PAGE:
Djibouti diplomat Rachad Farah, who is running to become next director general of UNESCO, has urged Japan to take the lead in encouraging the United States to resume funding to the agency, which was cut off to protest the granting of full membership to the Palestinians.
Farah, Djibouti’s ambassador to France, said in an interview there is room to talk with the U.S. about the funding issue.
Japan, the second-largest contributor to UNESCO after the U.S., can take “the leadership but with other countries to talk with the Americans,” Farah, 62, said.
Noting that the Americans were finding 22 percent of UNESCO’s budget before cutting off the tap in 2011, Farah said: “This will kill the organization.”
The “U.S. has to resume contributing,” because UNESCO plays an important role “for the peace of the world,” he said.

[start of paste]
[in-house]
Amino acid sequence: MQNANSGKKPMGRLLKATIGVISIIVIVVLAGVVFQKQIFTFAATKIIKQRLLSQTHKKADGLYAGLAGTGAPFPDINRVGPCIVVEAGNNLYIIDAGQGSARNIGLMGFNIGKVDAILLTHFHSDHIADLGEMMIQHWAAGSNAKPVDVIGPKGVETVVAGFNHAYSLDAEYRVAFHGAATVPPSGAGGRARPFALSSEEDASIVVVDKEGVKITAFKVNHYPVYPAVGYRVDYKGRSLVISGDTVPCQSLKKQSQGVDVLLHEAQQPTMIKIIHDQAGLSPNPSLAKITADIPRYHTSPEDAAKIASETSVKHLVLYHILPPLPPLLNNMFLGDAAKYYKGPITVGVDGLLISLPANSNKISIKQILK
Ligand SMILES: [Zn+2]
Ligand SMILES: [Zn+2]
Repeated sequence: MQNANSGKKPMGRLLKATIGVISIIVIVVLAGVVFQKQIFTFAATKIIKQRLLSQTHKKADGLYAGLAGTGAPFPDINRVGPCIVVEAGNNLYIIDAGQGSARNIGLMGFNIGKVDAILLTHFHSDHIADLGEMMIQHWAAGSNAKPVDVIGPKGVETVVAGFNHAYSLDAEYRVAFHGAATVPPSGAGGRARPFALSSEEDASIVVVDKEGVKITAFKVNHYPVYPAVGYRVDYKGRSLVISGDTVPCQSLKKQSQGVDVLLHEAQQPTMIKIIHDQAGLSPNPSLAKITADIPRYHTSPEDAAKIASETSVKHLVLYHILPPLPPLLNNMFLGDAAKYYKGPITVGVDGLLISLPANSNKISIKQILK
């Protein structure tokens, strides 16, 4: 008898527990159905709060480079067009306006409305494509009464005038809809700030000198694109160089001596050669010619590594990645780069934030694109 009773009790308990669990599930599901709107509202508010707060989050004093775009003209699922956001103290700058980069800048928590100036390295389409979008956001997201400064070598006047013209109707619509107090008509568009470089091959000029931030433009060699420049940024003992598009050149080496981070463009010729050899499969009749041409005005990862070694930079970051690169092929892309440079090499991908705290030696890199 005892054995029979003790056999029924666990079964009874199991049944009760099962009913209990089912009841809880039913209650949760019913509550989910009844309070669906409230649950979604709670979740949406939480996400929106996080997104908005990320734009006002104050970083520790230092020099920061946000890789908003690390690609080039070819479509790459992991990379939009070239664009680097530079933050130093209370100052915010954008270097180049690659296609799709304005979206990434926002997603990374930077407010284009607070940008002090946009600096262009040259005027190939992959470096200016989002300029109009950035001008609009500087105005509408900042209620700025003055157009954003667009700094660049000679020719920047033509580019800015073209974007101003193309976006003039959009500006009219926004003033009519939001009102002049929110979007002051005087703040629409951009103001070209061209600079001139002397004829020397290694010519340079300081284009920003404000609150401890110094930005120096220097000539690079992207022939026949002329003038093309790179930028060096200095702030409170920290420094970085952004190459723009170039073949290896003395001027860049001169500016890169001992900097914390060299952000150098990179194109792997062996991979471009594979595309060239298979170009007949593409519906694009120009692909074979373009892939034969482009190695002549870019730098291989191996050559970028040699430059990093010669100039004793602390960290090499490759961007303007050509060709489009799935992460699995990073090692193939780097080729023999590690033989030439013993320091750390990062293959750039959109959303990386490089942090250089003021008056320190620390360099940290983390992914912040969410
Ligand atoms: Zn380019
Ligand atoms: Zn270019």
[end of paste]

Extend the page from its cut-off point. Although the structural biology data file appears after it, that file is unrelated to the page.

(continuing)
Farah, who once served as Djibouti’s ambassador to Japan, is vying for the group’s top post with incumbent Director General Irina Bokova. The election will be held in October.
Farah touched on refugees and the poor in Africa who have been denied opportunities for education.
“This situation by itself is a threat for any sustainable stability development,” he said, “because it can be very easy for extremists to go and pick up those people who will become human bombs.”
In suggesting ideas for UNESCO’s youth programs, he said his objective is “to create a kind of strong and big civil society.”
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